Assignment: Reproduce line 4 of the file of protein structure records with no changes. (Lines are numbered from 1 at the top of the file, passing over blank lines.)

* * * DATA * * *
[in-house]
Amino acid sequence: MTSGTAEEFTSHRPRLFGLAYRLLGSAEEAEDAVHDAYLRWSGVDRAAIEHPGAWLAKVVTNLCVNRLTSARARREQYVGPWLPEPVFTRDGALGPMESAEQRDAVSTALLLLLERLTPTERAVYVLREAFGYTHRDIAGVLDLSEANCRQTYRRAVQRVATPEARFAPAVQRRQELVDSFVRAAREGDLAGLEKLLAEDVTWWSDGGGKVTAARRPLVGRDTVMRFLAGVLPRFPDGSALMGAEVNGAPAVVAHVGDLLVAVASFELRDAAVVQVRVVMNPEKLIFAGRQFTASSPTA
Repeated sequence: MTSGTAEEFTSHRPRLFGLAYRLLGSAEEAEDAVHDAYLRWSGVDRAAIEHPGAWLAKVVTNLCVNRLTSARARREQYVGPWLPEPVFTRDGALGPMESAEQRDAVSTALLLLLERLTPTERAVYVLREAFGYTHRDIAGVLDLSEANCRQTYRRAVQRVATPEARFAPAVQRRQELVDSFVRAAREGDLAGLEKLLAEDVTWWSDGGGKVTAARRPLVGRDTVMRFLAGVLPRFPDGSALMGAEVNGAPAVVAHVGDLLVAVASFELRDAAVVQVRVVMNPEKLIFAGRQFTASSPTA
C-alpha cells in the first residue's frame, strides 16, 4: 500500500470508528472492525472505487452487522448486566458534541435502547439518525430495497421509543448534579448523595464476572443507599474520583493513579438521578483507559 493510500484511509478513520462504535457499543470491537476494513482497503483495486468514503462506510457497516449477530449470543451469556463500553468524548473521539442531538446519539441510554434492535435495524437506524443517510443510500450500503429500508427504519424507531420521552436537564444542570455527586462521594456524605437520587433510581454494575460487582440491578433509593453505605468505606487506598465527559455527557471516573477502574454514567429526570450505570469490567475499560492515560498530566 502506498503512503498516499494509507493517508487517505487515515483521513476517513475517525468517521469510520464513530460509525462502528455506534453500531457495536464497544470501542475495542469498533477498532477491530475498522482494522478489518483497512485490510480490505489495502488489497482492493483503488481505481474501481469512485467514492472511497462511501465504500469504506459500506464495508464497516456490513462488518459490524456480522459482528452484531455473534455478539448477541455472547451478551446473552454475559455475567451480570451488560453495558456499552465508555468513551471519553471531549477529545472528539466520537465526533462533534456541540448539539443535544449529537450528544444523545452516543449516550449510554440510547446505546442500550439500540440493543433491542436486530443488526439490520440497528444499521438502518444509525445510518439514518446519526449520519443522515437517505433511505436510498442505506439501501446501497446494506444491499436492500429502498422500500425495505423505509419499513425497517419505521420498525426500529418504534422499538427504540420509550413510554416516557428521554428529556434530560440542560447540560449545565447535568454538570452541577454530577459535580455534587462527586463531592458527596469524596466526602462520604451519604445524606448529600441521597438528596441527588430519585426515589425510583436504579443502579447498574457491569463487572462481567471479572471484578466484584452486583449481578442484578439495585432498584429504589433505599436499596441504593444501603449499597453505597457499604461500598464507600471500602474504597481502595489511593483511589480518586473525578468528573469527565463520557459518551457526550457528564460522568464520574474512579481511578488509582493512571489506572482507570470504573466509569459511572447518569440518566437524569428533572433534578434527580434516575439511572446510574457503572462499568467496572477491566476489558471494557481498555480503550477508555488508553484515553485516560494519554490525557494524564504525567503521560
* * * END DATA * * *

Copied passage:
C-alpha cells in the first residue's frame, strides 16, 4: 500500500470508528472492525472505487452487522448486566458534541435502547439518525430495497421509543448534579448523595464476572443507599474520583493513579438521578483507559 493510500484511509478513520462504535457499543470491537476494513482497503483495486468514503462506510457497516449477530449470543451469556463500553468524548473521539442531538446519539441510554434492535435495524437506524443517510443510500450500503429500508427504519424507531420521552436537564444542570455527586462521594456524605437520587433510581454494575460487582440491578433509593453505605468505606487506598465527559455527557471516573477502574454514567429526570450505570469490567475499560492515560498530566 502506498503512503498516499494509507493517508487517505487515515483521513476517513475517525468517521469510520464513530460509525462502528455506534453500531457495536464497544470501542475495542469498533477498532477491530475498522482494522478489518483497512485490510480490505489495502488489497482492493483503488481505481474501481469512485467514492472511497462511501465504500469504506459500506464495508464497516456490513462488518459490524456480522459482528452484531455473534455478539448477541455472547451478551446473552454475559455475567451480570451488560453495558456499552465508555468513551471519553471531549477529545472528539466520537465526533462533534456541540448539539443535544449529537450528544444523545452516543449516550449510554440510547446505546442500550439500540440493543433491542436486530443488526439490520440497528444499521438502518444509525445510518439514518446519526449520519443522515437517505433511505436510498442505506439501501446501497446494506444491499436492500429502498422500500425495505423505509419499513425497517419505521420498525426500529418504534422499538427504540420509550413510554416516557428521554428529556434530560440542560447540560449545565447535568454538570452541577454530577459535580455534587462527586463531592458527596469524596466526602462520604451519604445524606448529600441521597438528596441527588430519585426515589425510583436504579443502579447498574457491569463487572462481567471479572471484578466484584452486583449481578442484578439495585432498584429504589433505599436499596441504593444501603449499597453505597457499604461500598464507600471500602474504597481502595489511593483511589480518586473525578468528573469527565463520557459518551457526550457528564460522568464520574474512579481511578488509582493512571489506572482507570470504573466509569459511572447518569440518566437524569428533572433534578434527580434516575439511572446510574457503572462499568467496572477491566476489558471494557481498555480503550477508555488508553484515553485516560494519554490525557494524564504525567503521560